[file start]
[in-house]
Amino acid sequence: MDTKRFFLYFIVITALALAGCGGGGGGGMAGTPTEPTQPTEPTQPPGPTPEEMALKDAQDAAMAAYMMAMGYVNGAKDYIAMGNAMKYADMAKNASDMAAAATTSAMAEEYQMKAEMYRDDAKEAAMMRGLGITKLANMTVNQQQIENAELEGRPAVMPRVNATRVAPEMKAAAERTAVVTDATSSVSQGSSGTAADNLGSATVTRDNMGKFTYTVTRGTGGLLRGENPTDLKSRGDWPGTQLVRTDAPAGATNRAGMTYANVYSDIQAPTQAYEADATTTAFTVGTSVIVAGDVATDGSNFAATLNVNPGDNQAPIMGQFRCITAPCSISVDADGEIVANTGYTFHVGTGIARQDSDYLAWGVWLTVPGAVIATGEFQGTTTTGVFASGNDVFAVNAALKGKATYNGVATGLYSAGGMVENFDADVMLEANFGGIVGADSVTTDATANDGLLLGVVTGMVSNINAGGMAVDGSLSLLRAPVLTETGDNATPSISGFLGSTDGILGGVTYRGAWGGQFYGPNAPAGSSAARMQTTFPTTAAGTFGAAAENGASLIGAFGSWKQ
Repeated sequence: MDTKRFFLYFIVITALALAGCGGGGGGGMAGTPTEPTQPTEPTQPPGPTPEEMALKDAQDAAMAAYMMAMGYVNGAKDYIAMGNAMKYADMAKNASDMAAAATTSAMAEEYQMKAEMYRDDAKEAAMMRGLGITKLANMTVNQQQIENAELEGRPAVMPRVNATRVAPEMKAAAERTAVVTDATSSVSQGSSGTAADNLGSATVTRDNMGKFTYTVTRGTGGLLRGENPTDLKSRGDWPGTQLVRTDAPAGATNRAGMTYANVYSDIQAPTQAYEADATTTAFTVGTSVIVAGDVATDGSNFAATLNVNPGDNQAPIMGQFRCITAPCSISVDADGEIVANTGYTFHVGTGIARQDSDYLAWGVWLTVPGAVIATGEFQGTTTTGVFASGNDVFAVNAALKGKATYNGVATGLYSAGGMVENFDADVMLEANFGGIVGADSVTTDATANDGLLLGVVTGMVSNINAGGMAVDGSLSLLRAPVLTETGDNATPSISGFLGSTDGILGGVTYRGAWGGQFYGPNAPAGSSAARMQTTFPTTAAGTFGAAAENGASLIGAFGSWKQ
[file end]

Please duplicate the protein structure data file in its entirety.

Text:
[in-house]
Amino acid sequence: MDTKRFFLYFIVITALALAGCGGGGGGGMAGTPTEPTQPTEPTQPPGPTPEEMALKDAQDAAMAAYMMAMGYVNGAKDYIAMGNAMKYADMAKNASDMAAAATTSAMAEEYQMKAEMYRDDAKEAAMMRGLGITKLANMTVNQQQIENAELEGRPAVMPRVNATRVAPEMKAAAERTAVVTDATSSVSQGSSGTAADNLGSATVTRDNMGKFTYTVTRGTGGLLRGENPTDLKSRGDWPGTQLVRTDAPAGATNRAGMTYANVYSDIQAPTQAYEADATTTAFTVGTSVIVAGDVATDGSNFAATLNVNPGDNQAPIMGQFRCITAPCSISVDADGEIVANTGYTFHVGTGIARQDSDYLAWGVWLTVPGAVIATGEFQGTTTTGVFASGNDVFAVNAALKGKATYNGVATGLYSAGGMVENFDADVMLEANFGGIVGADSVTTDATANDGLLLGVVTGMVSNINAGGMAVDGSLSLLRAPVLTETGDNATPSISGFLGSTDGILGGVTYRGAWGGQFYGPNAPAGSSAARMQTTFPTTAAGTFGAAAENGASLIGAFGSWKQ
Repeated sequence: MDTKRFFLYFIVITALALAGCGGGGGGGMAGTPTEPTQPTEPTQPPGPTPEEMALKDAQDAAMAAYMMAMGYVNGAKDYIAMGNAMKYADMAKNASDMAAAATTSAMAEEYQMKAEMYRDDAKEAAMMRGLGITKLANMTVNQQQIENAELEGRPAVMPRVNATRVAPEMKAAAERTAVVTDATSSVSQGSSGTAADNLGSATVTRDNMGKFTYTVTRGTGGLLRGENPTDLKSRGDWPGTQLVRTDAPAGATNRAGMTYANVYSDIQAPTQAYEADATTTAFTVGTSVIVAGDVATDGSNFAATLNVNPGDNQAPIMGQFRCITAPCSISVDADGEIVANTGYTFHVGTGIARQDSDYLAWGVWLTVPGAVIATGEFQGTTTTGVFASGNDVFAVNAALKGKATYNGVATGLYSAGGMVENFDADVMLEANFGGIVGADSVTTDATANDGLLLGVVTGMVSNINAGGMAVDGSLSLLRAPVLTETGDNATPSISGFLGSTDGILGGVTYRGAWGGQFYGPNAPAGSSAARMQTTFPTTAAGTFGAAAENGASLIGAFGSWKQ